Private individuals’ financial records fair game under S.C. House bill
By RICK BRUNDRETT
Private citizens could be forced to testify before and turn over their financial records to S.C. House or Senate committees under a House bill filed for the new legislative session that starts today.
Contacted Monday by The Nerve, former Rep. Mike Pitts, R-Laurens, who announced last month he was resigning from office effective last Thursday, acknowledged that his bill, prefiled on Dec. 18, goes too far as written.
“I did pull the bill back up and when I read it, I thought … ‘It’s very broad’ … and I would prefer in the amendment process that it be confined and more specific – much more specific,” said Pitts, a retired police officer who had been a House member since 2003.
Pitts, the immediate past House Ethics Committee chairman who resigned from office in a bid to become the next director of the state Conservation Bank, said his intent in writing the bill was to deal with candidate issues he encountered while the Ethics Committee chairman. He noted, for example, the committee didn’t have subpoena power to obtain financial records of House candidates accused of campaign misspending.
“We have to compare the bank records with the (candidate’s required campaign) report to make sure they match up,” he said.
Asked whether the bill, if it were narrowly tailored as he initially intended, could be used to intimidate newcomers seeking House or Senate seats, Pitts replied: “Even if they’re running the first time, now they get a packet from the very start that advises them on how to file (campaign reports), when to file, where to file, and the whole nine yards. And you’d be surprised at the number of people who still fail to do it and fail to do it right.”
Efforts Monday by The Nerve to reach the bill’s other sponsors – Reps. Murrell Smith, R-Sumter, the new chairman of the House Ways and Means and Ethics committees; and Heather Crawford, R-Horry, who also serves on both committees – were unsuccessful. Lawmakers return today to Columbia to start the new legislative session.
Smith, a lawmaker for 18 years, was named last month to head the Ways and Means Committee, replacing Rep. Brian White, R-Anderson, who was transferred by House Speaker Jay Lucas, R-Darlington, to another committee. Lucas’ move came about a month after The Nerve revealed a number of potential conflicts of interest involving White, who had been the Ways and Means chairman for more than seven years. Smith was appointed the Ethics Committee chairman last month.
As currently written, Pitts’ bill would allow every standing committee of the House and Senate to issue subpoenas to “private entities or individuals as required by law, including, but not limited to, a financial institution” to “compel the attendance of witnesses and production of documents, books, papers, correspondence, memoranda, and other relevant records to its work, investigation, or study.”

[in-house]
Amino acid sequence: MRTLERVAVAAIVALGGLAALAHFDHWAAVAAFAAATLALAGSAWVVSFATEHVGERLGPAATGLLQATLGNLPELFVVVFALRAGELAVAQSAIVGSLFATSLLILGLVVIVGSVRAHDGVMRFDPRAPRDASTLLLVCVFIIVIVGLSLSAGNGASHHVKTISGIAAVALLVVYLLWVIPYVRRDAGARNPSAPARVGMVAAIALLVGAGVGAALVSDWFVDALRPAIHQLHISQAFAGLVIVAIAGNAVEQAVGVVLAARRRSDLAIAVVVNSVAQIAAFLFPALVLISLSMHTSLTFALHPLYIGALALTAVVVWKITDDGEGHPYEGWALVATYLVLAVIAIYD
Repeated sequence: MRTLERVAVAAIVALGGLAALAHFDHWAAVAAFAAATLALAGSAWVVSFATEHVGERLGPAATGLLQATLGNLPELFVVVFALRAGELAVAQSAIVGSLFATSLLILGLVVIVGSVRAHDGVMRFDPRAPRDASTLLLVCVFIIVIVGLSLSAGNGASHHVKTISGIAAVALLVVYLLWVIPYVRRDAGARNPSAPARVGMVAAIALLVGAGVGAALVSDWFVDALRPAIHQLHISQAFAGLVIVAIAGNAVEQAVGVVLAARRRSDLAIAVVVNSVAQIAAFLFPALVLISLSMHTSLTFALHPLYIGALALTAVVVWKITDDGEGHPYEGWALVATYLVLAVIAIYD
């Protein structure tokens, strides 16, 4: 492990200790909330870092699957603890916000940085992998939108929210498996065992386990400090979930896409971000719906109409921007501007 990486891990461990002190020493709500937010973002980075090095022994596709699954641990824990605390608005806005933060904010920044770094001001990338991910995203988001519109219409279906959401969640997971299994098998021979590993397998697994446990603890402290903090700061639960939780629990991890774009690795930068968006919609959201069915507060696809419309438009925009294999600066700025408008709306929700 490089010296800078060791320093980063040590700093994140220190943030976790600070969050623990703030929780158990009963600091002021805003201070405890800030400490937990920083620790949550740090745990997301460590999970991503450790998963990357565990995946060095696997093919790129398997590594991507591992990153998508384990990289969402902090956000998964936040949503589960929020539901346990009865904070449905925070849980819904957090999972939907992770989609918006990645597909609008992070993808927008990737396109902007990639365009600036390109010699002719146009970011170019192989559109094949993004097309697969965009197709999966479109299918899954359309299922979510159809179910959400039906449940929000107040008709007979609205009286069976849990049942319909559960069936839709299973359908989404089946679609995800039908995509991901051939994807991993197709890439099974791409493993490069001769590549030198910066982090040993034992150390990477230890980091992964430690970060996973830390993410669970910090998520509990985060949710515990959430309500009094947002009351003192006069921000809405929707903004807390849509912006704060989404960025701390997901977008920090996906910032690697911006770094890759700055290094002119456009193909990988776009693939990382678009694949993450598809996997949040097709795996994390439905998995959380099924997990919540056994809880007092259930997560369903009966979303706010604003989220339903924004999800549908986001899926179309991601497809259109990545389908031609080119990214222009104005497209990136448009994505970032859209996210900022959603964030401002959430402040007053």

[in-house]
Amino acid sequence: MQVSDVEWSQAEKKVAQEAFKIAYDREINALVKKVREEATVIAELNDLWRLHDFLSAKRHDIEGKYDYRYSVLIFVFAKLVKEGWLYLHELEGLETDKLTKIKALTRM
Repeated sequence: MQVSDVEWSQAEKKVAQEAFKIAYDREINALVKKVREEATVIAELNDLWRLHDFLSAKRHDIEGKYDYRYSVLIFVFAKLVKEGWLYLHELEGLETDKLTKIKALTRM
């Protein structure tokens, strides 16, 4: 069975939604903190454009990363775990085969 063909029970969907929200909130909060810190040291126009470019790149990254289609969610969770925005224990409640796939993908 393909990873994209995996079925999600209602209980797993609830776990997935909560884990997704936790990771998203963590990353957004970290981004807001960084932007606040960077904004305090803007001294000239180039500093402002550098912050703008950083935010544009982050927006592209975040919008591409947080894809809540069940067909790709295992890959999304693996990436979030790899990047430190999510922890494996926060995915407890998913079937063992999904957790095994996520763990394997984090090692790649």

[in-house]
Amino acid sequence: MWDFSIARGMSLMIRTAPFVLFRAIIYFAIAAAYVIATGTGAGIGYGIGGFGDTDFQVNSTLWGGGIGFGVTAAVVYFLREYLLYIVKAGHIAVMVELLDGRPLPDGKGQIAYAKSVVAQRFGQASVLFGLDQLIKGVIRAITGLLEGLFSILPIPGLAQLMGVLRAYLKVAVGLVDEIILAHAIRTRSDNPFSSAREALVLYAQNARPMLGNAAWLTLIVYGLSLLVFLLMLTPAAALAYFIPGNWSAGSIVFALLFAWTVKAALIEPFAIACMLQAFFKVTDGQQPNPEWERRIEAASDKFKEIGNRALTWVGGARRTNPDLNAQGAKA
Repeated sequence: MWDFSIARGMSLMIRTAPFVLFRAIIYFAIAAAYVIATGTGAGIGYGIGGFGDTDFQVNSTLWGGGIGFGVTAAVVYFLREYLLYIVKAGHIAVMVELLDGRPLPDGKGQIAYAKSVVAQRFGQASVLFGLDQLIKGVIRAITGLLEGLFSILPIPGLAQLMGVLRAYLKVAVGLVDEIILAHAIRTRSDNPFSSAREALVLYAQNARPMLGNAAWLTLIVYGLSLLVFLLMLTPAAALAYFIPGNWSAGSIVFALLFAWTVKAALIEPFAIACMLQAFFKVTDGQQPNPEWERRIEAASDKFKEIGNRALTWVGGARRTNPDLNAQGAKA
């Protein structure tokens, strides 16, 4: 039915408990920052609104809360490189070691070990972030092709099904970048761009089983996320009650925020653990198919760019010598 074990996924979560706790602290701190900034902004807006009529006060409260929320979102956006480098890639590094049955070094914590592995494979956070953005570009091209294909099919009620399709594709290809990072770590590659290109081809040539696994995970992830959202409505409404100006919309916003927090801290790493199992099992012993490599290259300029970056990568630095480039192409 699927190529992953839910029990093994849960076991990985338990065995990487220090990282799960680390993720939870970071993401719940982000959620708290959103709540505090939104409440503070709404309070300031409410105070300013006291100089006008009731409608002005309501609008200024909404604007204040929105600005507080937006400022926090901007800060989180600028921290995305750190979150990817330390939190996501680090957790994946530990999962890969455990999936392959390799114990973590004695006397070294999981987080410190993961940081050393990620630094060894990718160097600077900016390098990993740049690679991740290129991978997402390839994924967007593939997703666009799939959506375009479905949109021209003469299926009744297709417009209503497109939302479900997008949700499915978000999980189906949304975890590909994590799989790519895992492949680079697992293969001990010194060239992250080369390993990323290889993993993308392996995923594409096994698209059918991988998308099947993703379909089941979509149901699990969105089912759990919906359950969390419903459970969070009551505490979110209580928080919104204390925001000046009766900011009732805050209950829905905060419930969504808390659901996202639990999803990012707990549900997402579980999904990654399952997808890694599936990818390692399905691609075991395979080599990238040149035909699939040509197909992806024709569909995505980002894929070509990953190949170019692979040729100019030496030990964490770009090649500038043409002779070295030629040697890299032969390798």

Financial institutions under the legislation would include banks, banking and mortgage associations, land banks, credit unions, trust companies, and any other “banking or financial institution organized or operating under the laws of the United States or its states.”
State law already allows the House and Senate to go to circuit court to force compliance with chamber orders for state and local government agency representatives to testify before legislative committees or produce related records. Failure to obey a court order “may be punished as a contempt thereof,” under the law.
There are 13 standing committees in the House and 15 in the Senate, according to the Legislature’s website.
Another state law allows the lawmakers on oversight or special investigatory committees to seek “contempt of the General Assembly” charges – a felony that carries a maximum five-year prison sentence – if they believe a person appearing before those committees “wilfully gives false, materially misleading, or materially incomplete testimony under oath,” as The Nerve previously reported.
The S.C. and U.S. constitutions protect individuals from incriminating themselves in criminal cases. Under the state law that Pitts’ bill deals with, a person served with a subpoena from a legislative committee can ask the panel to issue an order to “protect the legal rights of any person or entity,” though it doesn’t specify self-incrimination protections.
In 1938, the S.C. Supreme Court sided with a man who was found in contempt by a joint legislative committee and ordered to be taken into custody after he refused to answer certain questions on the ground that doing so could incriminate him.
“The privilege of a witness to decline to give testimony which might have the effect of incriminating him is now guaranteed by the Constitution of this state, but this right was recognized in this jurisdiction as existing in full force and effect as a part of the common law long before it was incorporated as a constitutional provision,” the court wrote.
Pitts’ bill goes to the House Judiciary Committee.
Brundrett is the news editor of The Nerve (www.thenerve.org). Contact him at 803-254-4411 or email@example.com. Follow him on Twitter @RickBrundrett. Follow The Nerve on Facebook and Twitter @thenervesc.
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